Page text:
Kathleen: A Dysfunctional Team

Kathleen’s dilemma had grown out of success. As the manager of a small HR department, she and her team of four were like family – they often socialized together, and her team had access to her whenever they needed. However, the department tripled in size over the next twelve months as the company expanded, and Kathleen had to limit her accessibility to prevent her getting overwhelmed. Her role grew from administrative to strategic, and the original team felt abandoned and confused, coming to her and complaining and creating petty dramas which ate up much of her valuable time.

It took its toll. Kathleen found herself up at 3am, eating cookies and milk, or worse, answering work emails. She put on weight, felt sluggish, and agonized for months over what to do, resenting the emotional manipulation of her team but having little idea how to stop it.


Action plan: We crafted a detailed action plan for Kathleen. First area of focus was for her to create a new reporting structure for her team, and lay it out on paper as an organizational chart, with detailed criteria for promotion. Each employee should know their new responsibilities and management skills should be developed for new managers.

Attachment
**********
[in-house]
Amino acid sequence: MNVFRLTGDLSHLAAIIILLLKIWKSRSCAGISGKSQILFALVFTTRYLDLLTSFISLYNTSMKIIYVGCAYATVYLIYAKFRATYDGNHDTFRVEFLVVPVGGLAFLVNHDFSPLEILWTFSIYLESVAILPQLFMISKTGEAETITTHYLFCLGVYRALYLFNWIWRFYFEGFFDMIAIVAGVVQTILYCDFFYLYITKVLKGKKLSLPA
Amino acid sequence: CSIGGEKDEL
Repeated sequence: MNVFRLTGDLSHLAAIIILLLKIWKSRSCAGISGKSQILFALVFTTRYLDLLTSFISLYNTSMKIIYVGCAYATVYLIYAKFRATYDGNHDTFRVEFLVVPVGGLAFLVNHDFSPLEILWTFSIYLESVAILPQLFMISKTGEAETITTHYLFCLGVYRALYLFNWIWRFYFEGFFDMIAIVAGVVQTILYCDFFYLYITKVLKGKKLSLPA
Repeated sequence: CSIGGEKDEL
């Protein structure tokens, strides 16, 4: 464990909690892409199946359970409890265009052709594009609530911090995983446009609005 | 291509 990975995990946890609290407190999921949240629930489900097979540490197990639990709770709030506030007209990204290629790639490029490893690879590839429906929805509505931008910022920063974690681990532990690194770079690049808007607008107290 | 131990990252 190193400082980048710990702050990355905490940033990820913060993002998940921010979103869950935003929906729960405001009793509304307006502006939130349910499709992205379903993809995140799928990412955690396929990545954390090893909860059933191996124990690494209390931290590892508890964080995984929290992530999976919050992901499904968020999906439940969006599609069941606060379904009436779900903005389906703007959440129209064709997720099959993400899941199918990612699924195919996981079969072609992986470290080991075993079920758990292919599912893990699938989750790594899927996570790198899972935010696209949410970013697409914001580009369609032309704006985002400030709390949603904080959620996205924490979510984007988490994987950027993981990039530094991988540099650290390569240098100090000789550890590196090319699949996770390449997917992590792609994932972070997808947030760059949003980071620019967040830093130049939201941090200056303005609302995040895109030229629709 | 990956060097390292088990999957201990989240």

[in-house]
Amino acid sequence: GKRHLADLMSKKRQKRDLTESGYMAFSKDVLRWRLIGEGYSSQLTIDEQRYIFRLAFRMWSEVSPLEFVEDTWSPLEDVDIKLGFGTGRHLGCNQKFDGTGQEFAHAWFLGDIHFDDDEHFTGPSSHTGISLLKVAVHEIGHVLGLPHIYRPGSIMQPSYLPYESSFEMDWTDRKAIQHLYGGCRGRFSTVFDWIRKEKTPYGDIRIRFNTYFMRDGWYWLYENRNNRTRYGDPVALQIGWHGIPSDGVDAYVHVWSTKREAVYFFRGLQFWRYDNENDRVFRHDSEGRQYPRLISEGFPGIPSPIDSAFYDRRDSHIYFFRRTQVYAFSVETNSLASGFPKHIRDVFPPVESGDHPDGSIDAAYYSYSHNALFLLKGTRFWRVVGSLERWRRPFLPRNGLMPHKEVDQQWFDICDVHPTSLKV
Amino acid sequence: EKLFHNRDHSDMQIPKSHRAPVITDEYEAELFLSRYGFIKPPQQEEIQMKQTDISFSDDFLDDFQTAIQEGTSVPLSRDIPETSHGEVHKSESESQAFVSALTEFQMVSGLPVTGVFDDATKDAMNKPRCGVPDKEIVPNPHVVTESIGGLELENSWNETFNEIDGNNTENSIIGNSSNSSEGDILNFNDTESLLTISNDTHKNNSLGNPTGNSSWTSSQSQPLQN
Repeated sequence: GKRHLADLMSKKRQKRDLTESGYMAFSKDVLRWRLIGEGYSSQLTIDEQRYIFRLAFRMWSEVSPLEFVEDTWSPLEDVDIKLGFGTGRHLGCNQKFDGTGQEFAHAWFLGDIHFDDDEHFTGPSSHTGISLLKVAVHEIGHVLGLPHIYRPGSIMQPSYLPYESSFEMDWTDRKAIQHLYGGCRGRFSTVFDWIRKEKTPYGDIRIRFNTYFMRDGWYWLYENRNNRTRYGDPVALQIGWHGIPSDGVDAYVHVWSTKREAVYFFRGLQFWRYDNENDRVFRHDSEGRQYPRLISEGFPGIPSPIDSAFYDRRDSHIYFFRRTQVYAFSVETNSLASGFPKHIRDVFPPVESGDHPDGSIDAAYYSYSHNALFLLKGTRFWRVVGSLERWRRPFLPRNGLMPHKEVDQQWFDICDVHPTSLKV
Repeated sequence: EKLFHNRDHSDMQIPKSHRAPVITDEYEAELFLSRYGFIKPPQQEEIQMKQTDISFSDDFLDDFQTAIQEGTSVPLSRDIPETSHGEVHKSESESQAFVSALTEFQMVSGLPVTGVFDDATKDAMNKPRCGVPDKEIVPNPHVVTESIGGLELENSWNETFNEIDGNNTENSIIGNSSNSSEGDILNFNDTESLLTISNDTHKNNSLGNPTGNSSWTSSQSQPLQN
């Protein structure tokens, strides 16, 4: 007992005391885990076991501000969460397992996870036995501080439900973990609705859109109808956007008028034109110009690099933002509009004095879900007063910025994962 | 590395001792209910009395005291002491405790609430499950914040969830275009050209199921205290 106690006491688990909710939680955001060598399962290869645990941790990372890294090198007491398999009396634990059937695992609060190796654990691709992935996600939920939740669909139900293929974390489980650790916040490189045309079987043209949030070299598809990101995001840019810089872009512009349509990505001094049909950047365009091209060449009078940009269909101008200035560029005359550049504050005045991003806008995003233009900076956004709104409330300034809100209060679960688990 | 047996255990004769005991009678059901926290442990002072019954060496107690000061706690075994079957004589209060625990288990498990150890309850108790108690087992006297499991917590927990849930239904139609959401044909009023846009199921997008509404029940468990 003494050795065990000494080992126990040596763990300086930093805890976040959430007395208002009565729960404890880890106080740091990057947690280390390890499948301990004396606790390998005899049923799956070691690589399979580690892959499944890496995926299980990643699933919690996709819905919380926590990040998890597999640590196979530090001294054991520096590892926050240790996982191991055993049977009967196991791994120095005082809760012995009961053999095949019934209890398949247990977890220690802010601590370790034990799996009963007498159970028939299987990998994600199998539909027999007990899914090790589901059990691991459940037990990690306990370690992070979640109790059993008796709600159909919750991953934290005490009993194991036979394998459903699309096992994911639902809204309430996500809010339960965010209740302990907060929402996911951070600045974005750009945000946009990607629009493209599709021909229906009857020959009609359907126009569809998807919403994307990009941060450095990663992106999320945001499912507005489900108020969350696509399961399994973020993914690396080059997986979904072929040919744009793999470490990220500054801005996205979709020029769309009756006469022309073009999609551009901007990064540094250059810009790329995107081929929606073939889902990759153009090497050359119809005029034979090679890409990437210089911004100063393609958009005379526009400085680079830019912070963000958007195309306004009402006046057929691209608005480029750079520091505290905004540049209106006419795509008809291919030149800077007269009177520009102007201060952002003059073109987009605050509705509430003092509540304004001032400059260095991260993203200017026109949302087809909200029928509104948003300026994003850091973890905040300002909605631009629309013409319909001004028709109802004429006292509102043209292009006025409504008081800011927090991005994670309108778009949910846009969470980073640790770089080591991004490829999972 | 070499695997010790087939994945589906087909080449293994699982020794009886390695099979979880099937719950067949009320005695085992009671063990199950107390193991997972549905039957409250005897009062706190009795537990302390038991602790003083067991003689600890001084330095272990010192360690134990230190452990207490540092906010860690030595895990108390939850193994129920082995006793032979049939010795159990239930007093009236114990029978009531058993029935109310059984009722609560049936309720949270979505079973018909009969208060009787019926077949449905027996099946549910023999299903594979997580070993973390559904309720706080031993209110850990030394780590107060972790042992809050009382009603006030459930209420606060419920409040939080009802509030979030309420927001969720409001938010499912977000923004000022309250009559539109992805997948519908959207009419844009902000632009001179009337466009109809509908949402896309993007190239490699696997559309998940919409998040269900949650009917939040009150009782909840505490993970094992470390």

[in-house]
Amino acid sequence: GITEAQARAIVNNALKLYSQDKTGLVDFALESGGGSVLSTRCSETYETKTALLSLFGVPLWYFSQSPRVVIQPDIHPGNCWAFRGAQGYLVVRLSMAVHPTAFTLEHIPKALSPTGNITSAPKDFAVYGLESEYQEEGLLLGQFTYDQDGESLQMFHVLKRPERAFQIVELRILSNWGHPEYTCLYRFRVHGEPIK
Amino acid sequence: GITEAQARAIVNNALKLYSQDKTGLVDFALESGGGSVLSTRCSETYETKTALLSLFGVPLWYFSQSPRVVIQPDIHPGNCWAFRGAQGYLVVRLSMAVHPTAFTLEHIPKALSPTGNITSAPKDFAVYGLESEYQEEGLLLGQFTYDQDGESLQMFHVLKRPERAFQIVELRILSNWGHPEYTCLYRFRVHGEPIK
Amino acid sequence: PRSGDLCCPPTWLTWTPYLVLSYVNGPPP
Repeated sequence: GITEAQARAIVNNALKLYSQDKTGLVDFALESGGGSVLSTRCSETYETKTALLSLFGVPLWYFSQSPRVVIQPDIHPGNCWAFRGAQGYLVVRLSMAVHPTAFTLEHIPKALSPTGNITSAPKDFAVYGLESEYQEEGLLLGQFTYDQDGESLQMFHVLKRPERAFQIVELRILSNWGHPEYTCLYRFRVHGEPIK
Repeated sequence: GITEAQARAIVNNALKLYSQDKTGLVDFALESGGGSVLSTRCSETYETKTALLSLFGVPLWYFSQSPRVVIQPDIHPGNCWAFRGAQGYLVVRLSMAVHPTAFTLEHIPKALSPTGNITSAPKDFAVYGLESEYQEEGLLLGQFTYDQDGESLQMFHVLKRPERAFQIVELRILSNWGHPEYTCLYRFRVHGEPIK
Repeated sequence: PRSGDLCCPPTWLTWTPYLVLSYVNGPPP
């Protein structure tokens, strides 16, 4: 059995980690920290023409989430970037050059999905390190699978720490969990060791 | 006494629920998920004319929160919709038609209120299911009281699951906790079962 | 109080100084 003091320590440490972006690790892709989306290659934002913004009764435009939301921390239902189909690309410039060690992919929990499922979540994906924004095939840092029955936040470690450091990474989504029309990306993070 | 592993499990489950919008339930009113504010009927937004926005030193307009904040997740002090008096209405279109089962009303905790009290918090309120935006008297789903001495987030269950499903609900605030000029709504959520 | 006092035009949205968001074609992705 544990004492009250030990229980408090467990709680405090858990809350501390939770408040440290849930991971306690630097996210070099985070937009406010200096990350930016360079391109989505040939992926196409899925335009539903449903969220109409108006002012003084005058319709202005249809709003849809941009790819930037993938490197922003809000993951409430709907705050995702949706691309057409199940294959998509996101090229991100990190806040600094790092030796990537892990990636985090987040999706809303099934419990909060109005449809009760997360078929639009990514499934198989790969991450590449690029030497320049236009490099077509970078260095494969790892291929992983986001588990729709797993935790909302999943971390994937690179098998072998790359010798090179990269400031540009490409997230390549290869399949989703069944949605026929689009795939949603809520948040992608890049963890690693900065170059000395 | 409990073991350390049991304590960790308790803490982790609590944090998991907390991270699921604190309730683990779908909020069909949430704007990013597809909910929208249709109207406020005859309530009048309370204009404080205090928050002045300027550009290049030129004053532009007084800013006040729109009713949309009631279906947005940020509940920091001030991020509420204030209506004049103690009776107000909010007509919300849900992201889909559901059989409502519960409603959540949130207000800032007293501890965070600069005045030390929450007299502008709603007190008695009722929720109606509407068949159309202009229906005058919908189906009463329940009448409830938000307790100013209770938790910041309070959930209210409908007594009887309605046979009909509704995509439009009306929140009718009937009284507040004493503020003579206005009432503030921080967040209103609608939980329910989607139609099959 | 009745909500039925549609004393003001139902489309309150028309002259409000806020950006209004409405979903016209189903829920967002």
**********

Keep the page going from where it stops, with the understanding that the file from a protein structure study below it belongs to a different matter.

Secondly, she should meet one on one with everyone, and then convene a group meeting to explain her new role and the difference between managing and leading. It wasn’t that she didn’t care about her team anymore – she just had to widen her focus as she helped build the organization’s global HR strategy. 

Thirdly, in terms of inter-personal relationships, she continued to socialize after work with her team, but limit the number of events. She discussed this with her team and they instituted a quarterly night-out for the entire group, and agreed that team members would attend at least two per year. She also had to take better care of herself, which meant getting more sleep, and setting better boundaries so she could spend more time with her two young children. 

Result: It was a challenge for Kathleen to take the time and commitment to do this, but it eventually worked. As things became more transparent, and her team knew what was expected of them, they stopped complaining. They also began to understand how her role had fundamentally changed. There was less whining, and less dropping into her office. Kathleen was also able to step back and understand that there was only so much she could do for her team; her priority in the end was to get a better balance in her life.